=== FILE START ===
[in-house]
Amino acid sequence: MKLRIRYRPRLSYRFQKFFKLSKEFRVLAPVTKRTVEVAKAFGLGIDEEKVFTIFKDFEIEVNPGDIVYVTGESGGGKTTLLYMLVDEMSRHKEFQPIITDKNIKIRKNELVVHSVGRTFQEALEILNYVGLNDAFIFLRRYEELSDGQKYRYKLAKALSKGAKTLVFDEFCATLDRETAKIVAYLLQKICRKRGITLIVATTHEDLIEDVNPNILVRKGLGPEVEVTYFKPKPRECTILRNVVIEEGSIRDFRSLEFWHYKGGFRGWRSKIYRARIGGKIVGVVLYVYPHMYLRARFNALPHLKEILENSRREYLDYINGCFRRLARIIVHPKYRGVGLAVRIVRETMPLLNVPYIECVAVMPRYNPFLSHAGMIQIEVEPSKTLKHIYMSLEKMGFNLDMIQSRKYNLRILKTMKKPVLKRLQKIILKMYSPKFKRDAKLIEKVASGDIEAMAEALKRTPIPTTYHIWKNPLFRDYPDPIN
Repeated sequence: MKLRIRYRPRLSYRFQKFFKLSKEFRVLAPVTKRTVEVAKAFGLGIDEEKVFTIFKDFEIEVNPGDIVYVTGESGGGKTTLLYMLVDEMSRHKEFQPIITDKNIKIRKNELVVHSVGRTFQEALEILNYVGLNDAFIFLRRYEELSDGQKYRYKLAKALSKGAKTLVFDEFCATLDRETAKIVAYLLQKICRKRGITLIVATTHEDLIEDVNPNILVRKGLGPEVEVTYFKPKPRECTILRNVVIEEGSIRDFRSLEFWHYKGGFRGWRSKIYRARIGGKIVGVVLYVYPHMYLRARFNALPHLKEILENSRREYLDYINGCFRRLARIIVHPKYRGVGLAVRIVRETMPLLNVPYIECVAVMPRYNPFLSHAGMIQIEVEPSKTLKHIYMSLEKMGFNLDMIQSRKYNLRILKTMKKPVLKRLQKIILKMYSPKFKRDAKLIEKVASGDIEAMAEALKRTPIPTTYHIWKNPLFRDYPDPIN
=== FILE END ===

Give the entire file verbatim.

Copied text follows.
[in-house]
Amino acid sequence: MKLRIRYRPRLSYRFQKFFKLSKEFRVLAPVTKRTVEVAKAFGLGIDEEKVFTIFKDFEIEVNPGDIVYVTGESGGGKTTLLYMLVDEMSRHKEFQPIITDKNIKIRKNELVVHSVGRTFQEALEILNYVGLNDAFIFLRRYEELSDGQKYRYKLAKALSKGAKTLVFDEFCATLDRETAKIVAYLLQKICRKRGITLIVATTHEDLIEDVNPNILVRKGLGPEVEVTYFKPKPRECTILRNVVIEEGSIRDFRSLEFWHYKGGFRGWRSKIYRARIGGKIVGVVLYVYPHMYLRARFNALPHLKEILENSRREYLDYINGCFRRLARIIVHPKYRGVGLAVRIVRETMPLLNVPYIECVAVMPRYNPFLSHAGMIQIEVEPSKTLKHIYMSLEKMGFNLDMIQSRKYNLRILKTMKKPVLKRLQKIILKMYSPKFKRDAKLIEKVASGDIEAMAEALKRTPIPTTYHIWKNPLFRDYPDPIN
Repeated sequence: MKLRIRYRPRLSYRFQKFFKLSKEFRVLAPVTKRTVEVAKAFGLGIDEEKVFTIFKDFEIEVNPGDIVYVTGESGGGKTTLLYMLVDEMSRHKEFQPIITDKNIKIRKNELVVHSVGRTFQEALEILNYVGLNDAFIFLRRYEELSDGQKYRYKLAKALSKGAKTLVFDEFCATLDRETAKIVAYLLQKICRKRGITLIVATTHEDLIEDVNPNILVRKGLGPEVEVTYFKPKPRECTILRNVVIEEGSIRDFRSLEFWHYKGGFRGWRSKIYRARIGGKIVGVVLYVYPHMYLRARFNALPHLKEILENSRREYLDYINGCFRRLARIIVHPKYRGVGLAVRIVRETMPLLNVPYIECVAVMPRYNPFLSHAGMIQIEVEPSKTLKHIYMSLEKMGFNLDMIQSRKYNLRILKTMKKPVLKRLQKIILKMYSPKFKRDAKLIEKVASGDIEAMAEALKRTPIPTTYHIWKNPLFRDYPDPIN